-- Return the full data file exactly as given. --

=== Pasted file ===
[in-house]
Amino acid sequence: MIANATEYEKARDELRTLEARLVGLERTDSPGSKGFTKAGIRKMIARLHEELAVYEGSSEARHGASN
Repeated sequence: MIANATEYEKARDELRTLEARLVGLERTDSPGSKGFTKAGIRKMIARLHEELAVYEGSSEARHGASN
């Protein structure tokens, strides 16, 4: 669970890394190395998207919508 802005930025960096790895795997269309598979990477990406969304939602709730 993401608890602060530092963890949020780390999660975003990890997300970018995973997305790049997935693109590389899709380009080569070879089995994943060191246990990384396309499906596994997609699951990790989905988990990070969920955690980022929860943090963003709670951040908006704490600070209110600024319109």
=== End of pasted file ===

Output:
[in-house]
Amino acid sequence: MIANATEYEKARDELRTLEARLVGLERTDSPGSKGFTKAGIRKMIARLHEELAVYEGSSEARHGASN
Repeated sequence: MIANATEYEKARDELRTLEARLVGLERTDSPGSKGFTKAGIRKMIARLHEELAVYEGSSEARHGASN
């Protein structure tokens, strides 16, 4: 669970890394190395998207919508 802005930025960096790895795997269309598979990477990406969304939602709730 993401608890602060530092963890949020780390999660975003990890997300970018995973997305790049997935693109590389899709380009080569070879089995994943060191246990990384396309499906596994997609699951990790989905988990990070969920955690980022929860943090963003709670951040908006704490600070209110600024319109």